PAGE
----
In the instant case, we conclude that summary judgment was improperly granted because several genuine issues of material fact are present relating to prejudice. We therefore have not found it necessary to determine whether the district court abused its discretion in applying the doctrine of laches to the facts of this case.
The Commission makes several valid criticisms of the district court's treatment of the delay issue. However, in spite of these criticisms and of our obligation to view the record in the light most favorable to the Commission, we agree with the district's conclusion that the record does not raise a genuine issue of material fact relating to the question of delay.
The Commission argues that the district court erred in concluding that the complaint was not sufficient to inform the Company that backpay would be sought for persons other than the charging parties, and we agree with the Commission's view. The complaint requested backpay for all those persons adversely affected by the Company's hiring practices. Leal had filed a private suit against the Company in March 1975, and thus Vidales was the only charging party for whom the Commission could bring suit. Given these facts it is difficult to understand how the Company could read the complaint as requesting backpay only for Vidales because it sought backpay for all "those persons adversely affected. . . ."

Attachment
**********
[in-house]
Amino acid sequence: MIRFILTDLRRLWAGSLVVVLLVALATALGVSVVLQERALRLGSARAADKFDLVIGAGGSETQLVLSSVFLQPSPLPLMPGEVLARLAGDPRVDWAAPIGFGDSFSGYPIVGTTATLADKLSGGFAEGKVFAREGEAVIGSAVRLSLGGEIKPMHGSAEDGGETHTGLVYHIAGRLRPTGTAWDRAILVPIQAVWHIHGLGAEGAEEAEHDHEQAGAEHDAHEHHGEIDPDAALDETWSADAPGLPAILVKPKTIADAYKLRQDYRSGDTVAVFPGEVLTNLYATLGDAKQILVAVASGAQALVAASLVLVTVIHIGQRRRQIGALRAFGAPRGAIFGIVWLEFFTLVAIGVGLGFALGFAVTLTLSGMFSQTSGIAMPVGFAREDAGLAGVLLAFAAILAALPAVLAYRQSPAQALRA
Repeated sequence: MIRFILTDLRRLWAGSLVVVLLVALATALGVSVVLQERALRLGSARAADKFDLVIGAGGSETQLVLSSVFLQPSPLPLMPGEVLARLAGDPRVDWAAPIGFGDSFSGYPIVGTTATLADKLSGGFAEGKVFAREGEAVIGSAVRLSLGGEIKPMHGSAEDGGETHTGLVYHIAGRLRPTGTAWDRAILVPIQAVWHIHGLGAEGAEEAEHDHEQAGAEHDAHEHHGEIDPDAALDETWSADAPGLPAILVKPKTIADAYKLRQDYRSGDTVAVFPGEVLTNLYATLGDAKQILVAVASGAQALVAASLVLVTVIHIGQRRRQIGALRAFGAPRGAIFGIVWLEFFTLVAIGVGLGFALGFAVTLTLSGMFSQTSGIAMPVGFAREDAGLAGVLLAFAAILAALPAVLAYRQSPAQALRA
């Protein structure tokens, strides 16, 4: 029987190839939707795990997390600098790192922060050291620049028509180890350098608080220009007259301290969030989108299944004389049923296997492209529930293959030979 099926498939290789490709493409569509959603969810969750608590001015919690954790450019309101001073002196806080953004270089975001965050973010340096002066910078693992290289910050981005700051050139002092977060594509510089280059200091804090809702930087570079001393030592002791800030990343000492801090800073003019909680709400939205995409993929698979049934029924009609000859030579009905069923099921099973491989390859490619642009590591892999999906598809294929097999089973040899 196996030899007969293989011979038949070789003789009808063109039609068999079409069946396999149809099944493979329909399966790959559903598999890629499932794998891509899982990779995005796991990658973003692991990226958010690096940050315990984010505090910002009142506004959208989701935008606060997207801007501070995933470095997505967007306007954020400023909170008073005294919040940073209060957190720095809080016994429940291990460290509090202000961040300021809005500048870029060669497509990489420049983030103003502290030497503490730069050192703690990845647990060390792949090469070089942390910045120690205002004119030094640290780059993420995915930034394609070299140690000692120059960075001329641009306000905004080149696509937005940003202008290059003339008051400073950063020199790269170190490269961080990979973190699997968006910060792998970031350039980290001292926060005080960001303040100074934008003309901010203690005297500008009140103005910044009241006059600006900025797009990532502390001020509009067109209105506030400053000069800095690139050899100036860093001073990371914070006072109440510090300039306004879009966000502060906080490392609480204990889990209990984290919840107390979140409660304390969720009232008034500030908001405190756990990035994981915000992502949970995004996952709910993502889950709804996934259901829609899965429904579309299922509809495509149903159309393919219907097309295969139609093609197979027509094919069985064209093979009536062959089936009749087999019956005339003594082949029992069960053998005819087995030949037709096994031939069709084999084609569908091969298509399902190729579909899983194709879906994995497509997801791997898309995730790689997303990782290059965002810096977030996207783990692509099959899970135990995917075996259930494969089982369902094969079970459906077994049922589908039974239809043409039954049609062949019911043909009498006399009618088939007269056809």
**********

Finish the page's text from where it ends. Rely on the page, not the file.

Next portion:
We do not agree with the district court's view that the prayer for backpay for adversely affected persons was insufficient notice of the claims on behalf of the class when viewed in light of the prior administrative proceedings. Although the Commission did not assert class backpay claims before the complaint was filed in June 1975, there is no evidence that it had foreclosed the possibility prior to that time. Therefore, in accordance with the liberal notice pleading philosophy of the Federal Rules of Civil Procedure and our obligation to view the evidence in the light most favorable to the Commission, we believe that the complaint was sufficiently clear to inform the Company that there would be a backpay claim on behalf of the class.